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Genesis - Selling England By The Pound CD (album) cover

SELLING ENGLAND BY THE POUND

Genesis

 

Symphonic Prog

4.62 | 2884 ratings

From Progarchives.com, the ultimate progressive rock music website

shyman
5 stars If we are talking about cornerstones in symphonic rock history or in progressive rock history in general, here we have another one. We can perfectly sense that the band is on its artistical heyday, as they were with "Foxtrot" or "The Lamb lies down on Broadway"

At a first glance we don't find here nothing in particular we couldn't find in "Foxtrot". We have again a delicious set of symphonic pieces ready for us to enjoy them. It is true that although keeping the same spirit of the previous effort, they try to give a new dimension to their sound, in order to not to be so formulaic.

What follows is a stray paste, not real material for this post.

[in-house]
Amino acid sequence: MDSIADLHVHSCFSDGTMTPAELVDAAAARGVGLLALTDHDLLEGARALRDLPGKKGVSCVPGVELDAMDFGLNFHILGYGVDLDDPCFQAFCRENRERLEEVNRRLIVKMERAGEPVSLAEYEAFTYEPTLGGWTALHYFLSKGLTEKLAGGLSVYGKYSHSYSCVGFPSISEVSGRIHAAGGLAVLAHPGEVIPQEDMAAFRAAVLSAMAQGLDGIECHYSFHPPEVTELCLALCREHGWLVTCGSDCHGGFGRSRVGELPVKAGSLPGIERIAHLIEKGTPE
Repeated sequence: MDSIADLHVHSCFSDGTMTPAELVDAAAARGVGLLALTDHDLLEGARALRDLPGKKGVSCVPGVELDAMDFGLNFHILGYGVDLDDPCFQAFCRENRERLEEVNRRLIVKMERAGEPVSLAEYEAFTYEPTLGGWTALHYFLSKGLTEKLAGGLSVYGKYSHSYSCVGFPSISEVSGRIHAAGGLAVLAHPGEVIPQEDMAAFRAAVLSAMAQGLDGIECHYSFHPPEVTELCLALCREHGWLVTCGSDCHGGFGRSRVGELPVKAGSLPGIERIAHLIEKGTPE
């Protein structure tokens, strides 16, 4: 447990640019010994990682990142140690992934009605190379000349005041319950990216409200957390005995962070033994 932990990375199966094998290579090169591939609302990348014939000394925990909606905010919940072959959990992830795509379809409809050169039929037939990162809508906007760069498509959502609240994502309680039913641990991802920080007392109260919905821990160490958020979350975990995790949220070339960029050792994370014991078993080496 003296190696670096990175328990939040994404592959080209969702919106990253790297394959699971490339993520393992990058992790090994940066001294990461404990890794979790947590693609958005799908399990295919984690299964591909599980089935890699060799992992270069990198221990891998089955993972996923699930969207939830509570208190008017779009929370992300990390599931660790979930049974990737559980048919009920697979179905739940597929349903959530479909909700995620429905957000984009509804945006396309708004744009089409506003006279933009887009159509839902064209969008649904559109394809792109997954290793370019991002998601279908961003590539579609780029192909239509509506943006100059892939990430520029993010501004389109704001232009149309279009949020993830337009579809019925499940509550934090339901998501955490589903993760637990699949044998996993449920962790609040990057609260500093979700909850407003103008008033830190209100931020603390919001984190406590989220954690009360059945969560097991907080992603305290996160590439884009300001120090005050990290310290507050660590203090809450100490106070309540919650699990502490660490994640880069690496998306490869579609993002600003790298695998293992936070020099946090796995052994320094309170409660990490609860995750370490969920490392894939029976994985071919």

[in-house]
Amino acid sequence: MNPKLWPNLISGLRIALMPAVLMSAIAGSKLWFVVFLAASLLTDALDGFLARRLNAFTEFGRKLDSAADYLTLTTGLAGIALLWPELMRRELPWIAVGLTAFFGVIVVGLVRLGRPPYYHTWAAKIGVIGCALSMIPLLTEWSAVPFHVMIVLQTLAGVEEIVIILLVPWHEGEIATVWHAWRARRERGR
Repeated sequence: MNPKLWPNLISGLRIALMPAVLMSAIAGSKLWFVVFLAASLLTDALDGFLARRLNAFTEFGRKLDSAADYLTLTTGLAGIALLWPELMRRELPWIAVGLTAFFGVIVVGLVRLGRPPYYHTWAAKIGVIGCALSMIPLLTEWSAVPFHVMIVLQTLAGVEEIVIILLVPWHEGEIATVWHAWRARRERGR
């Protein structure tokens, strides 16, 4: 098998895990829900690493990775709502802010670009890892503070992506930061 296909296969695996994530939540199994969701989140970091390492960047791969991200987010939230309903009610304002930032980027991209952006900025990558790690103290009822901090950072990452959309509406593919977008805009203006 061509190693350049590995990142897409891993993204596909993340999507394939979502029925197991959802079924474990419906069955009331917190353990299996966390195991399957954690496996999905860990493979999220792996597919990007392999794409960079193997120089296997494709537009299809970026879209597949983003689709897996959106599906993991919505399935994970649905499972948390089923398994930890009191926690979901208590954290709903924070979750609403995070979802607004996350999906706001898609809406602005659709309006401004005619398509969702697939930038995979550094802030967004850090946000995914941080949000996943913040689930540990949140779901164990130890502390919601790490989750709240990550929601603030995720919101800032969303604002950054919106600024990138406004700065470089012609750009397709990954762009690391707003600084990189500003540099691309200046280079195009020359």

Although we could see this in previous albums, Tony Banks' work here is essential and it reaches probably its top of greatness in this record. A good example of this is present in "The Cinema Show" (probably, in my opinion, the best song of the album), where he provides us with delicious mellotron and piano melodies, all of them in conjuction with Hackett's and Rutherford's guitar and bass touchs. However, this is only an example. The whole record is full of them, like "After the Ordeal" or "Firth of Fifth".

Another detail I have perceived here is that this album is probably less organ-oriented than the previous one, giving more territory to the piano, specially and again flutes, violins and many other air and string instruments.

As well, Peter Gabriel gives a new narrative nature to the compositions in this record, telling evocative, and sometimes funny stories, like in "I know what I like(in your wardrobe)" or "The Battle of the Epping Forest".

Take all of this excellent musical elements and tendencies and add them Phil Collins' energetic drum playing to have a perfect result.

Then, when have another album that every progger should have or at least, take a listen for once.

shyman | 5/5 |

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